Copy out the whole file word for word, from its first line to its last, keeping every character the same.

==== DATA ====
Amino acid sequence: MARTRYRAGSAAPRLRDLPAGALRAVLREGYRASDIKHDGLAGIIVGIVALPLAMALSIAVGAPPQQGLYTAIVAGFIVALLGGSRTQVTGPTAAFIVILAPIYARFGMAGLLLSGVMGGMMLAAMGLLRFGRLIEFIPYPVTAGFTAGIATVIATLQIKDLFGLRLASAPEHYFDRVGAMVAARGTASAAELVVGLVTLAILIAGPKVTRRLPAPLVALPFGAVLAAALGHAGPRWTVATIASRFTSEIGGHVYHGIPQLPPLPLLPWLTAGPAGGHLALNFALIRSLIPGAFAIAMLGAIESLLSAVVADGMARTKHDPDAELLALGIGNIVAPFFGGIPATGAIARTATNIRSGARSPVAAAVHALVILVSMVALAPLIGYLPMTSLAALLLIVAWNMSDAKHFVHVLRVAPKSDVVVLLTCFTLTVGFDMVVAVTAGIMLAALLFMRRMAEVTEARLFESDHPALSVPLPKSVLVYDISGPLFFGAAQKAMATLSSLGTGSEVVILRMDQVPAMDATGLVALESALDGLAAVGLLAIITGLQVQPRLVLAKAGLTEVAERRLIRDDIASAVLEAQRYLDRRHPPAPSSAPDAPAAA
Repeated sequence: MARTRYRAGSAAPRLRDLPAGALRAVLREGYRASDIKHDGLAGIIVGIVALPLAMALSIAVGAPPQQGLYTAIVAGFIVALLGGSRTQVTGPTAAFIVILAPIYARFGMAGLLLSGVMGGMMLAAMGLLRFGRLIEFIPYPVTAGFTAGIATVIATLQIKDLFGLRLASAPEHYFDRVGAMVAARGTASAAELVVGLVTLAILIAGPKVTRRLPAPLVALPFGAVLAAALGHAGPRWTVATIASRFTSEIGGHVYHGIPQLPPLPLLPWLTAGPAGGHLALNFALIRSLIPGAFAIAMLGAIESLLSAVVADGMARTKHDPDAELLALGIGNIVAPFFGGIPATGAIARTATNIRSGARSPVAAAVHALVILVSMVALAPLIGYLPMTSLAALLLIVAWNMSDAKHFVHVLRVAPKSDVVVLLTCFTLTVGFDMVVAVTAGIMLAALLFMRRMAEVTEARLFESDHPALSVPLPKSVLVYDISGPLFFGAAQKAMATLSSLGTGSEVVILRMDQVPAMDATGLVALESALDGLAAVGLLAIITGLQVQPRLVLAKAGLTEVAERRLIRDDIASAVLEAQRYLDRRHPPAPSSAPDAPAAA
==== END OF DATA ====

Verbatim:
Amino acid sequence: MARTRYRAGSAAPRLRDLPAGALRAVLREGYRASDIKHDGLAGIIVGIVALPLAMALSIAVGAPPQQGLYTAIVAGFIVALLGGSRTQVTGPTAAFIVILAPIYARFGMAGLLLSGVMGGMMLAAMGLLRFGRLIEFIPYPVTAGFTAGIATVIATLQIKDLFGLRLASAPEHYFDRVGAMVAARGTASAAELVVGLVTLAILIAGPKVTRRLPAPLVALPFGAVLAAALGHAGPRWTVATIASRFTSEIGGHVYHGIPQLPPLPLLPWLTAGPAGGHLALNFALIRSLIPGAFAIAMLGAIESLLSAVVADGMARTKHDPDAELLALGIGNIVAPFFGGIPATGAIARTATNIRSGARSPVAAAVHALVILVSMVALAPLIGYLPMTSLAALLLIVAWNMSDAKHFVHVLRVAPKSDVVVLLTCFTLTVGFDMVVAVTAGIMLAALLFMRRMAEVTEARLFESDHPALSVPLPKSVLVYDISGPLFFGAAQKAMATLSSLGTGSEVVILRMDQVPAMDATGLVALESALDGLAAVGLLAIITGLQVQPRLVLAKAGLTEVAERRLIRDDIASAVLEAQRYLDRRHPPAPSSAPDAPAAA
Repeated sequence: MARTRYRAGSAAPRLRDLPAGALRAVLREGYRASDIKHDGLAGIIVGIVALPLAMALSIAVGAPPQQGLYTAIVAGFIVALLGGSRTQVTGPTAAFIVILAPIYARFGMAGLLLSGVMGGMMLAAMGLLRFGRLIEFIPYPVTAGFTAGIATVIATLQIKDLFGLRLASAPEHYFDRVGAMVAARGTASAAELVVGLVTLAILIAGPKVTRRLPAPLVALPFGAVLAAALGHAGPRWTVATIASRFTSEIGGHVYHGIPQLPPLPLLPWLTAGPAGGHLALNFALIRSLIPGAFAIAMLGAIESLLSAVVADGMARTKHDPDAELLALGIGNIVAPFFGGIPATGAIARTATNIRSGARSPVAAAVHALVILVSMVALAPLIGYLPMTSLAALLLIVAWNMSDAKHFVHVLRVAPKSDVVVLLTCFTLTVGFDMVVAVTAGIMLAALLFMRRMAEVTEARLFESDHPALSVPLPKSVLVYDISGPLFFGAAQKAMATLSSLGTGSEVVILRMDQVPAMDATGLVALESALDGLAAVGLLAIITGLQVQPRLVLAKAGLTEVAERRLIRDDIASAVLEAQRYLDRRHPPAPSSAPDAPAAA